Wine: A Favorite of the Seven Species | The Jewish Week | Food & Wine

Wine: A Favorite of the Seven Species

Wine: A Favorite of the Seven Species

Wine options to enhance your Tu B’Shvat celebration

Wine options to enhance your Tu B’Shvat celebration

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There are a variety of different traditions and customs for celebrating Tu B’Shvat, but the most common include planting trees and gathering with family and friends for a meal that includes fruits and nuts native to Israel, and, of course, wine.

While not mentioned in the Torah itself, the day is nonetheless a significant date in the Jewish calendar. As the Mishnah notes, “The first of Shvat is the new year for the tree according to Beit Shammai, [however,] Beit Hillel says on the fifteenth of [that month].” (Tractate Rosh Hashanah, 2a. Beit Hillel won this round as usual.)

This is the source for the two names by which this day is known. “TU” is the traditional Jewish designation for the number 15—the Hebrew letters “Tet” and “Vav,” have the numeric value of 9 and 6, respectively. It would be more logical to use the letters “Yud” [numeric value of 10] and “Hei” [numeric value of 5] to represent 15, but combining those letters would also inadvertently spell one of the names of God.

The other name for the day is “Rosh Hashanah La'Ilanot,” or "New Year of the Trees.” While the primary significance of this day had to do with Jewish agricultural rules and tithes related to fruit-bearing trees, in the contemporary period, it has been adopted in modern-day Israel as essentially Israeli Arbor Day, a day for ecological and sustainability awareness and for planting trees.

So, even though most Israelis will still be bundled up for winter, Tu B’Shvat is considered the start of spring in Israel.

One of the customs that has caught on over the last two decades, as Tu B’Shvat has been enjoying a significant recrudescence in the wider Jewish world, is the notion of the Tu B’Shvat seder, patterned after the Passover seder. While some of these seder customs seem more eco-spiritual or even hippie-dippie than conventionally religious, their original initiation was in the sixteenth century, by the kabbalistic master Rabbi Isaac Luria (1534 –1572). The original Lurianic Tu B’Shvat seder entailed eating a variety of different kabbalistically-symbolic fruits and, like on Passover, drinking four cups of wine.

The traditional and seemingly inescapable culinary treat of the day is dried fruits and nuts. Why dried fruit? Since fresh fruits were typically unavailable to Jews living in Europe and North Africa during the winter months, traditional Tu B’Shvat meals involved dishes based on dried fruits and nuts. It is also traditional to prepare other foods using the “seven species” described in the Torah (Deut. 8:8) as being abundant in the land of Israel: wheat, barley, grapes (vines), figs, pomegranates, olives, and dates.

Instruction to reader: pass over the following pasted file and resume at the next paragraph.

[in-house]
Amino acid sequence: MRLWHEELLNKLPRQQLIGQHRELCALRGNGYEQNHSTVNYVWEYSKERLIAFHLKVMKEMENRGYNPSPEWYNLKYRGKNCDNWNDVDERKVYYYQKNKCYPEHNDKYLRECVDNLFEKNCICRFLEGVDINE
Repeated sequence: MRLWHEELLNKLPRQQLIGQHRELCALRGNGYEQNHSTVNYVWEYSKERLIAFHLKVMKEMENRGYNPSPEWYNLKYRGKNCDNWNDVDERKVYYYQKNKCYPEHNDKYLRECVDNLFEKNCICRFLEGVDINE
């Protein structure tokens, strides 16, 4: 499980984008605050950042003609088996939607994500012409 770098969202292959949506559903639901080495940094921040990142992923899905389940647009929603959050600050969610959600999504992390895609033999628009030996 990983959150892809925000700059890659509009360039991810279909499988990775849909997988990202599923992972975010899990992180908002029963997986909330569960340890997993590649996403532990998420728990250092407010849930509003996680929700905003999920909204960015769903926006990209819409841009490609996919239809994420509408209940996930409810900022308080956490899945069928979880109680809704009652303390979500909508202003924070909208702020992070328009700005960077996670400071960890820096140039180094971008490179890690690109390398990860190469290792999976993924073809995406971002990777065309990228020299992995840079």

For wines, it seems most appropriate to turn to producers noted for their sustainability and eco-conscience practices. I have selected two whites and two reds: two from Israel’s sustainability-focused Galil Mountain Winery, one from California’s Napa Green Certified Hagafen Cellars, and one from the Austria Bio Garantie certified organic De La Rosa Vineyards label from Mönchhof, Burgenlan, Austria. Without further ado:

De La Rosa, Ur Kasdim, Sweet White Sparkling Muscat Ottonel, 2016 ($27; mevushal): This fun, supple, enjoyable, frizzante-style sparkler made from late harvest Muscat Ottonel (part of the Muscat grape family) is flowery and fruity, with distinct Muscat characteristics. Makes for a great alternative sweet sparkler.

Hagafen, Lake County, White Riesling, Napa Valley, CA, 2016 ($24; mevushal): this runs a tad sweet, but is light, fun, and full of tropical fruits, with balancing, refreshing acidity; absolutely delicious.

Galil Mountain, Ela, Upper Galilee, Israel, 2014 ($22): This rich yet supple red blend (61% Barbera, 30% Syrah, 5% Petit Verdot, 4% Grenache) offers aromas of dark plum, sour cherry, raspberry, mocha, and perhaps a subtle waft of toasted oak, with a ripe fruit palate that also offers blackberry, pomegranate, and a little thyme. The tannins grip a bit, but are nicely integrated. The finish is more sour cherry.

Galil Mountain, Alon, Upper Galilee, Israel, 2013 ($20): With expressive and aromatic ripe fruit, a sweet red and dark berry-driven nose, a touch of mint, and some herbal notes, this somewhat stocky-figured bruiser proves remarkably agile and fit on the palate—more ripe fruit (tangy blackberry, black cherry, and dark plum), a savory quality, nice rounded acidity, a significant tannic lift, and a lightly spicy finish.

L’Chaim!

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